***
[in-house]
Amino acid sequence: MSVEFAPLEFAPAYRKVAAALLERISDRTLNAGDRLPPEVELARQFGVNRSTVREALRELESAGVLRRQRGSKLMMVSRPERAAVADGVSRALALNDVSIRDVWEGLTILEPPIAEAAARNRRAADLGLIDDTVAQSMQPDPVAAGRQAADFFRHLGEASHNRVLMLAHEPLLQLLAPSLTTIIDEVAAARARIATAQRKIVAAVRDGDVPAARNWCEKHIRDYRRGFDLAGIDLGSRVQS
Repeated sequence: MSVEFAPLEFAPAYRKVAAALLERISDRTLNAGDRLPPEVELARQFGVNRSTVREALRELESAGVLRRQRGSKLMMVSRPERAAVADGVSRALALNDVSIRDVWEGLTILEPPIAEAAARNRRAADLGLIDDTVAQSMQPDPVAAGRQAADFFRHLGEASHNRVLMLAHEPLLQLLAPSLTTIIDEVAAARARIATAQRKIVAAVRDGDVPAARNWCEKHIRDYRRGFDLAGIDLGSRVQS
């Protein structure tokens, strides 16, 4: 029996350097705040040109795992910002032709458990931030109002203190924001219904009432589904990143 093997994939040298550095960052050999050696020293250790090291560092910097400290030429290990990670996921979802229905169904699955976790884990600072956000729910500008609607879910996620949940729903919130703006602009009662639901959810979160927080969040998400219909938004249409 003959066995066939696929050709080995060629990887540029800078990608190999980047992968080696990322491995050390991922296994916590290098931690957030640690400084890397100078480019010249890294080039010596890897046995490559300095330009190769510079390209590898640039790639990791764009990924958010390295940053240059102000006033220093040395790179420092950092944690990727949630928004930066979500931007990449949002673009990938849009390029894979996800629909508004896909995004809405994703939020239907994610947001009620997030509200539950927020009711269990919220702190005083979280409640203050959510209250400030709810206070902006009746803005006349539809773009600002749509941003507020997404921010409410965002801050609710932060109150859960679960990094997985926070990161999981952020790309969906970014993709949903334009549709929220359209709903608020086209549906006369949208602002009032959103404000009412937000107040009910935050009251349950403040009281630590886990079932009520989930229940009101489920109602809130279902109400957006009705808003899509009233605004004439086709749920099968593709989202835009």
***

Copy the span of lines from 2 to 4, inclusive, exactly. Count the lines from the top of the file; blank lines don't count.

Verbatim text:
Amino acid sequence: MSVEFAPLEFAPAYRKVAAALLERISDRTLNAGDRLPPEVELARQFGVNRSTVREALRELESAGVLRRQRGSKLMMVSRPERAAVADGVSRALALNDVSIRDVWEGLTILEPPIAEAAARNRRAADLGLIDDTVAQSMQPDPVAAGRQAADFFRHLGEASHNRVLMLAHEPLLQLLAPSLTTIIDEVAAARARIATAQRKIVAAVRDGDVPAARNWCEKHIRDYRRGFDLAGIDLGSRVQS
Repeated sequence: MSVEFAPLEFAPAYRKVAAALLERISDRTLNAGDRLPPEVELARQFGVNRSTVREALRELESAGVLRRQRGSKLMMVSRPERAAVADGVSRALALNDVSIRDVWEGLTILEPPIAEAAARNRRAADLGLIDDTVAQSMQPDPVAAGRQAADFFRHLGEASHNRVLMLAHEPLLQLLAPSLTTIIDEVAAARARIATAQRKIVAAVRDGDVPAARNWCEKHIRDYRRGFDLAGIDLGSRVQS
């Protein structure tokens, strides 16, 4: 029996350097705040040109795992910002032709458990931030109002203190924001219904009432589904990143 093997994939040298550095960052050999050696020293250790090291560092910097400290030429290990990670996921979802229905169904699955976790884990600072956000729910500008609607879910996620949940729903919130703006602009009662639901959810979160927080969040998400219909938004249409 003959066995066939696929050709080995060629990887540029800078990608190999980047992968080696990322491995050390991922296994916590290098931690957030640690400084890397100078480019010249890294080039010596890897046995490559300095330009190769510079390209590898640039790639990791764009990924958010390295940053240059102000006033220093040395790179420092950092944690990727949630928004930066979500931007990449949002673009990938849009390029894979996800629909508004896909995004809405994703939020239907994610947001009620997030509200539950927020009711269990919220702190005083979280409640203050959510209250400030709810206070902006009746803005006349539809773009600002749509941003507020997404921010409410965002801050609710932060109150859960679960990094997985926070990161999981952020790309969906970014993709949903334009549709929220359209709903608020086209549906006369949208602002009032959103404000009412937000107040009910935050009251349950403040009281630590886990079932009520989930229940009101489920109602809130279902109400957006009705808003899509009233605004004439086709749920099968593709989202835009």